Air Force officials began hinting at plans to begin retiring legacy aircraft last fall, and service budget documents released Feb. 10 reveal plans to pull its oldest aircraft from across the fleets to fund technology priorities for joint all-domain command and control and next-generation air dominance in the fiscal year 2021 presidential budget request.
The service plans to realign $4.1 billion across its portfolios away from aging systems that have become increasingly difficult to maintain and upgrade to invest in new critical technologies and capabilities that will serve the Pentagon’s overall National Defense Strategy goals of great power competition and kickstart the Air Force’s ambitions for a fully networked force.
According to Air Force documents released Monday, nearly 30 of its oldest aerial refuelers could be retired years earlier than anticipated, including 16 KC-10 Extenders and 13 KC-135 Stratotankers – eight from the active Air Force and five from the Reserves – as the service partners with Boeing [BA] to bring the next-generation KC-46A Pegasus online. Fifteen KC-46A aircraft are requested in the budget.
Seventeen of the service’s “least-capable” B-1s will retire in FY ’21 in anticipation of the Northrop Grumman [NOC]-developed B-21 Raider next-generation bomber being fielded in the mid-2020s, a service spokesperson told Defense Daily.
Forty-four “least-capable” A-10 Thunderbolt attack aircraft would also be retired, including two from the active Air Force, 39 flown by the Air National Guard and 7 from the Air Force Reserves. In the meantime, the service would continue to modernize the remaining fleet of 218 aircraft through the 2030s.
The service is also considering retiring its aging T-1 training aircraft as it progresses with its “Pilot Training Next” program “as a faster, more cost-effective way to produce pilots,” the spokesperson said. The service currently has 178 T-1s in its inventory, and would not retire the aircraft in FY ’21.
The Air Force’s intelligence, surveillance and reconnaissance (ISR) aircraft portfolio could look very different in FY ’21 if Congress approves its proposed retirement of 24 Block 20/30 RQ-4 Global Hawks, including three EQ-4B drones equipped with Northrop Grumman’s Battlefield Airborne Communications Node (BACN) system. The service also plans to reduce the General Atomics Aerospace Systems Inc.-developed MQ-9 Reaper combat lines from 70 to 60 by eliminating 10 contractor-operated lines while maintaining all MQ-9 aircraft.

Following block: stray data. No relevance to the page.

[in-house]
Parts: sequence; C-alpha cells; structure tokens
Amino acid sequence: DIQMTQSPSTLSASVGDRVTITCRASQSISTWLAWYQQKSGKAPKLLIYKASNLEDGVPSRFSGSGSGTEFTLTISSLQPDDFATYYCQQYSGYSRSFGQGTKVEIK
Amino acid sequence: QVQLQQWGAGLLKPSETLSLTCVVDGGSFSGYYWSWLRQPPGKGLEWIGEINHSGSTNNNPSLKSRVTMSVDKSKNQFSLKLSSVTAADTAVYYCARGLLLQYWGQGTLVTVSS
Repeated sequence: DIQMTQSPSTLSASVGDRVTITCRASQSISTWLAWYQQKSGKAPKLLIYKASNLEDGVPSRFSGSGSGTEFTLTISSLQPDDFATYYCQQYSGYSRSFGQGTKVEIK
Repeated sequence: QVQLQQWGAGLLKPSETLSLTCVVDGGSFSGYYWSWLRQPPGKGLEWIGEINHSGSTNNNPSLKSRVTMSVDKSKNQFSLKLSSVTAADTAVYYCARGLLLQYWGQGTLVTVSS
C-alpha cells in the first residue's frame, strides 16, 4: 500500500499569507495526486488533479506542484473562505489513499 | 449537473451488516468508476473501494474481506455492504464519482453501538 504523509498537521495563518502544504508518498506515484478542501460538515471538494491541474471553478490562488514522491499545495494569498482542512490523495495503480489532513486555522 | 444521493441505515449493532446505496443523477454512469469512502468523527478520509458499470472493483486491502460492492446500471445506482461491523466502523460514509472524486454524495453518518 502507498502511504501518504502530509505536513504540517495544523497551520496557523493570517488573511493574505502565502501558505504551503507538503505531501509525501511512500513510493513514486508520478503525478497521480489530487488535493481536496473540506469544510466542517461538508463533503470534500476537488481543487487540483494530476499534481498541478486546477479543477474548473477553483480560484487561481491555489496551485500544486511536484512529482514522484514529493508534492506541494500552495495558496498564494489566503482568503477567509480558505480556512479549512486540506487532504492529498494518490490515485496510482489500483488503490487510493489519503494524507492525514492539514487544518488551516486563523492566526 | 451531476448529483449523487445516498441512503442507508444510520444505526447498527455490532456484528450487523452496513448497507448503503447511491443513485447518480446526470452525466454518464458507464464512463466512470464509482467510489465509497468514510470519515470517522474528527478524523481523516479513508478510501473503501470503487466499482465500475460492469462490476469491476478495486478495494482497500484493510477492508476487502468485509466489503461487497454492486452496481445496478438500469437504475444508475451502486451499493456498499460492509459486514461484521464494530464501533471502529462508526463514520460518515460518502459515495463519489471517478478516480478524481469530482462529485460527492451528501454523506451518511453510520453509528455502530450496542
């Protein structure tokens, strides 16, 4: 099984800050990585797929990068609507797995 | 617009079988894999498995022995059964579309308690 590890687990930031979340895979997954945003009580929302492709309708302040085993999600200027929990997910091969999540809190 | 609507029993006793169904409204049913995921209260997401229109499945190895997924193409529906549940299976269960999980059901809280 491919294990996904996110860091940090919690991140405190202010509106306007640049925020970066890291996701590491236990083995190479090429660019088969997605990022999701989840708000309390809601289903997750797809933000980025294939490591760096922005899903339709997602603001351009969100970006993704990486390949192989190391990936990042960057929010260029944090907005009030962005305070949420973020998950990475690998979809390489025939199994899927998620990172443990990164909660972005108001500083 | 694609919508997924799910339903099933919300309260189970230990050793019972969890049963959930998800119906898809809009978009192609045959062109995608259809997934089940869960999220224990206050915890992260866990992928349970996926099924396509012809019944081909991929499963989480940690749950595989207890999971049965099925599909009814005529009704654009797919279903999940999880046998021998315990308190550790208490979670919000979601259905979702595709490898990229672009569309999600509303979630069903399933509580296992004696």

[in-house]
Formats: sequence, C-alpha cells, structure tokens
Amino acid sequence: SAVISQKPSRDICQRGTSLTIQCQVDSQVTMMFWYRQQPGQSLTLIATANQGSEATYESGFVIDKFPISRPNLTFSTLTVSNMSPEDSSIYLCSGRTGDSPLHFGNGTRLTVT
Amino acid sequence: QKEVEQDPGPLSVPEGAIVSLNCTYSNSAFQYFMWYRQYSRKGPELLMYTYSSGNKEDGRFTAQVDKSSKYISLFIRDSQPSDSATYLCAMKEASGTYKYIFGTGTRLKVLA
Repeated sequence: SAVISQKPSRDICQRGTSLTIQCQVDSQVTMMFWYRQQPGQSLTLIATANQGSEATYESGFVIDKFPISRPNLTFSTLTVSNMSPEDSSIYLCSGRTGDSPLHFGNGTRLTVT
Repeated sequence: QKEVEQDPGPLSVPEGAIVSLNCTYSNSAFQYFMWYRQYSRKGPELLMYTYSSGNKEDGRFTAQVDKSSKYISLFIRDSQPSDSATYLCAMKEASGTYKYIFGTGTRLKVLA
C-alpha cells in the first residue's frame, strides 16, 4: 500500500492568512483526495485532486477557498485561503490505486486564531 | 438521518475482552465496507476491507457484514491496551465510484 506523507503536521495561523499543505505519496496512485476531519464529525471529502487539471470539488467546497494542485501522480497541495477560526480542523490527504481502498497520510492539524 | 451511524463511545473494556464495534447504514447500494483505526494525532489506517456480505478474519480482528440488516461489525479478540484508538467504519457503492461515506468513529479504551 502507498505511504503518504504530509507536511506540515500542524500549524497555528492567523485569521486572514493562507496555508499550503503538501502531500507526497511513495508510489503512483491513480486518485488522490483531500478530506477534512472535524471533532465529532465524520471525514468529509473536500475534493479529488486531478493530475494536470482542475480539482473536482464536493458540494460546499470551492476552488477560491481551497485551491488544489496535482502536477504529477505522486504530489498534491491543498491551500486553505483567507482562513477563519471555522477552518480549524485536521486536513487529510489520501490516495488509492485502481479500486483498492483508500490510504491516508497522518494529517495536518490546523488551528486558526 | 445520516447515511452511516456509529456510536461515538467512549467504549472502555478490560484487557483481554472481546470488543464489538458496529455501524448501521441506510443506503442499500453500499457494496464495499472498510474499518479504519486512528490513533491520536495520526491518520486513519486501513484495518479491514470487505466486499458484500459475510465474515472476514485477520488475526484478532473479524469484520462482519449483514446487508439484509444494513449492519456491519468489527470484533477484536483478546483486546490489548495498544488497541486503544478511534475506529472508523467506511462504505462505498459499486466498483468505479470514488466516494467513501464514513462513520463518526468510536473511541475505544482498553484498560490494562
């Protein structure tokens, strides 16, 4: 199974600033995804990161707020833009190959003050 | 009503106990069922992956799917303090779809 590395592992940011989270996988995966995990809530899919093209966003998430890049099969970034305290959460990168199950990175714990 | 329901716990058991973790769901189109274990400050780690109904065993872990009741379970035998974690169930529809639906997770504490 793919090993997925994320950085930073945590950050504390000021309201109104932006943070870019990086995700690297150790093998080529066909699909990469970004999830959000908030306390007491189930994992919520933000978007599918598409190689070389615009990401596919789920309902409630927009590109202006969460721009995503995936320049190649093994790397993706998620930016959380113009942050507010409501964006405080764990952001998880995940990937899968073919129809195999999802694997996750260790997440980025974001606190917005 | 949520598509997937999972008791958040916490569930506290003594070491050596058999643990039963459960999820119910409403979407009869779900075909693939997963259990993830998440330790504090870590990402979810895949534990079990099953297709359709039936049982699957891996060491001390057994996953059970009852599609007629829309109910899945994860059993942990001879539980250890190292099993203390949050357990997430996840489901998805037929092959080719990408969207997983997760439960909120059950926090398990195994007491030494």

In order to provide sufficient levels of ISR with the divestment of the Global Hawk 20/30 assets and reducing MQ-9 combat lines, “The Air Force will maintain and modernize the U-2 [Dragon Lady ISR aircraft] and the Global Hawk Block 40 fleets and maintain 60 government-owned/government operated MQ-9 combat lines,” the spokesperson said.
The service also plans to procure one Bombardier E-11A BACN-enabled aircraft through the five-year future years defense plan (FYDP), with plans to bring the total fleet up to eight by FY ’26. One E-11A aircraft suffered a fatal crash in Afghanistan last month, leaving the Air Force with three in its current inventory.
Should Congress approve the retirement of these 100-plus aircraft in FY ’21, the service will used the saved investments to expand Joint All-Domain Command and Control (C2) integration, to include $302 million for the Advanced Battle Management System (ABMS) meant to replace the service’s aging Joint Surveillance Targeting Attack Radar System (JSTARS) program. That’s over twice the amount the Air Force received for ABMS in FY ’20 at $144 million.
The service also requested over $1 billion to continue R&D work on its Next-Generation Air Dominance (NGAD) efforts to field new fighter aircraft over the next several years. Divested funding would also help lay the foundation for digital modernization through the service’s “Enterprise IT as a Service” effort and prototype directed energy solutions, the service spokesperson said.
The aircraft retirement funds would provide resources for the Space Force for programs including the National Security Space Launch program and rapid development of the Next-Generation Overhead Persistent Infrared (OPIR) program in development by Lockheed Martin [LMT]. Realigned funds could also contribute to advancing current programs such as the F-35 Joint Strike Fighter program, B-21, KC-46, hypersonic programs and the T-7A Red Hawk next-generation trainer system.